Who is watching the corporate store?
In the age of President Donald Trump and a Republican-led Congress filled with a zeal for eliminating business regulations, religious-minded investors are doing what they can to fill the watchdog vacuum. They are concerned about low wages, the environment and gun violence, among other issues, participants in a forum sponsored by the Interfaith Center on Corporate Responsibility (ICCR) were told at Riverside Church here Oct. 2.
"Religious investors are in a position to tell a moral truth that turns into a business truth," Damon Silvers, policy director and counsel for the AFL-CIO, told the group.
A panel at the event, which brought together ICCR members and boosters, emphasized that "doing the ethical thing" can also help the long-term financial health of large corporations. ICCR has been trying to convince corporate investors and executives of that wider picture for nearly 50 years. The group consists of a wide array of faith groups, including Catholic religious orders.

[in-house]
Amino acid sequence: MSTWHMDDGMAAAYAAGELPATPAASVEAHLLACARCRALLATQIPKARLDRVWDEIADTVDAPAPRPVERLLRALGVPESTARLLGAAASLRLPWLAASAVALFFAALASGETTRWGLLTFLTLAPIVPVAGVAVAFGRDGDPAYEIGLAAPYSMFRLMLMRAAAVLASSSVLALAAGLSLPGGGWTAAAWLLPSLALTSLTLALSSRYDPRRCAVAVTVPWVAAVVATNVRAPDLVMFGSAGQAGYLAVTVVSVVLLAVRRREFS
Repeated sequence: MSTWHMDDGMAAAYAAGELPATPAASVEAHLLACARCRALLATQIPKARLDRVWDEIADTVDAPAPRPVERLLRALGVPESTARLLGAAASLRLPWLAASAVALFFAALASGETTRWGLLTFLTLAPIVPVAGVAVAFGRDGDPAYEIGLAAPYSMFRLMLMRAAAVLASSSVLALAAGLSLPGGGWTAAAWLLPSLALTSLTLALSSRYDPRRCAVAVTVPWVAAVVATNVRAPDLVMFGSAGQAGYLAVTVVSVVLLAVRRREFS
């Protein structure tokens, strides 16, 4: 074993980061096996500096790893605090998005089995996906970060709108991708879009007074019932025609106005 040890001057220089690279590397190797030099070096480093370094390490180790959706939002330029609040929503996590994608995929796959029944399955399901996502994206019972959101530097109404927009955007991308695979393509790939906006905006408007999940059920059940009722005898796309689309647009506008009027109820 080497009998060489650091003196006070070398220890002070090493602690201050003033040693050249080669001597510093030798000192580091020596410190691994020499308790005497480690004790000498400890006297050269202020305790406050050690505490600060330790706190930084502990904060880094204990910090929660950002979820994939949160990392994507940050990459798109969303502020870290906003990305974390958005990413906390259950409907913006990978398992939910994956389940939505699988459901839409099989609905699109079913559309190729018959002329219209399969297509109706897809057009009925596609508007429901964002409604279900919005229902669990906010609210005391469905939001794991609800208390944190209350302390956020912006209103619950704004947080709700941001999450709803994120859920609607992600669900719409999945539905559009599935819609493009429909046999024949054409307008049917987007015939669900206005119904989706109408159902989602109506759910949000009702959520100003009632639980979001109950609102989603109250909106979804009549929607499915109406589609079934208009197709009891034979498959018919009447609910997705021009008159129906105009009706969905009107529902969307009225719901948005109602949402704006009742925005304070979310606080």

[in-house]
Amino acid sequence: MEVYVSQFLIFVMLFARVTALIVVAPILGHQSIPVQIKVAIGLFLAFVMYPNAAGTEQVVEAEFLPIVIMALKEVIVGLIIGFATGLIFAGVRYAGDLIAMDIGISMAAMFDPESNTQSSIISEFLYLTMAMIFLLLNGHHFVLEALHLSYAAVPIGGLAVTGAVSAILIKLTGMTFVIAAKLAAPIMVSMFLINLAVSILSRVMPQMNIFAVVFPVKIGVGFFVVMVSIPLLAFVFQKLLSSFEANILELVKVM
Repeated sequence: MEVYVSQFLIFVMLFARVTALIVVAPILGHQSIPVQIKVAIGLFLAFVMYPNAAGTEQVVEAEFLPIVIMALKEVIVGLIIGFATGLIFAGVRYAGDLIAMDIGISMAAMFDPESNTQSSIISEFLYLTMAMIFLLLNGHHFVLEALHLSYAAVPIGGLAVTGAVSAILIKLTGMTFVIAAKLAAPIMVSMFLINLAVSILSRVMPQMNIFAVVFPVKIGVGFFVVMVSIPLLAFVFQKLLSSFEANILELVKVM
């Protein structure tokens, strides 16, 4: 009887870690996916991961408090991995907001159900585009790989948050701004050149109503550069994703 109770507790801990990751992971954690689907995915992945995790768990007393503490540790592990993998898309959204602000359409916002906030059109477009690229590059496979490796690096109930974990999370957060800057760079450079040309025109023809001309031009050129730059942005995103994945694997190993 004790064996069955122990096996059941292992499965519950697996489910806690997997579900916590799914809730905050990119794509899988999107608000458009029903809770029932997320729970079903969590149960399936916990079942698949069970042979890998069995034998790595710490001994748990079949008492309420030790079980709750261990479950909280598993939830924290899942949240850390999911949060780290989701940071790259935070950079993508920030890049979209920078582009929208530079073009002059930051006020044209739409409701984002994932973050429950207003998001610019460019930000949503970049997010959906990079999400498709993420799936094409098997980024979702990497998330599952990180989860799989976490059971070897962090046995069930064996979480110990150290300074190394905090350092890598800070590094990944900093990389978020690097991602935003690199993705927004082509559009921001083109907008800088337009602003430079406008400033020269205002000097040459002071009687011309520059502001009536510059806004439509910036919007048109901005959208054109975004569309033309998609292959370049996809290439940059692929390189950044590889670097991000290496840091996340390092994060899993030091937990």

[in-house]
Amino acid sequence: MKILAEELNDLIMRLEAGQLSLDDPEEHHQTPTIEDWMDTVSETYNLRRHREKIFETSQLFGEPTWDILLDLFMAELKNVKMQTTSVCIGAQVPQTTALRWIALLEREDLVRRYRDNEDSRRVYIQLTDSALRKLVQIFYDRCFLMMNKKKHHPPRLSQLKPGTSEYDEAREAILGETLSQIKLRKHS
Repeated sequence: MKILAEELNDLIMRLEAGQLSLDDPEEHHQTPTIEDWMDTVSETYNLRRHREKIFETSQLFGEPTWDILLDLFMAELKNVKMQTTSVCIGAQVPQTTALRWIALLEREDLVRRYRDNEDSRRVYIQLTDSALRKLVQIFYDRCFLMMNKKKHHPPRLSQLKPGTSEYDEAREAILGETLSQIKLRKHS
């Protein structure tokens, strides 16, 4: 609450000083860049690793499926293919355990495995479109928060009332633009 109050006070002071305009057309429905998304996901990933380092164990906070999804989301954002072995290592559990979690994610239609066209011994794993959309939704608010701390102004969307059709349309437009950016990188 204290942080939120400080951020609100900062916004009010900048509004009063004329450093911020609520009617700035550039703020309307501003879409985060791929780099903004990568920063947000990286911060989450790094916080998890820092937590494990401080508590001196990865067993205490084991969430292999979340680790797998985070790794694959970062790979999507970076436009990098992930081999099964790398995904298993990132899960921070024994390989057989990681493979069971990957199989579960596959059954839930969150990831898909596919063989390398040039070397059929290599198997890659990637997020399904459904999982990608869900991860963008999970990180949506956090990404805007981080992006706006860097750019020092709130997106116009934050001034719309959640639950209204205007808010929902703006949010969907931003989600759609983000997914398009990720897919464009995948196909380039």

Recent ICCR actions include shareholder resolutions that pressured Smith and Wesson to find ways to improve gun safety. Adrian Dominican Sr. Judy Byron, a leader in that movement, was honored by the group along with Mercy Sr. Susan Vickers, vice president of corporate responsibility for Dignity Health, the Mercy Sisters' health care system.
While the Trump administration has given corporations a much freer rein, the pressure on businesses to increase wages and work toward a cleaner environment continues.
Ali Velshi, business correspondent for MSNBC and moderator for the panel discussion, said he believes "free markets do great things for people."
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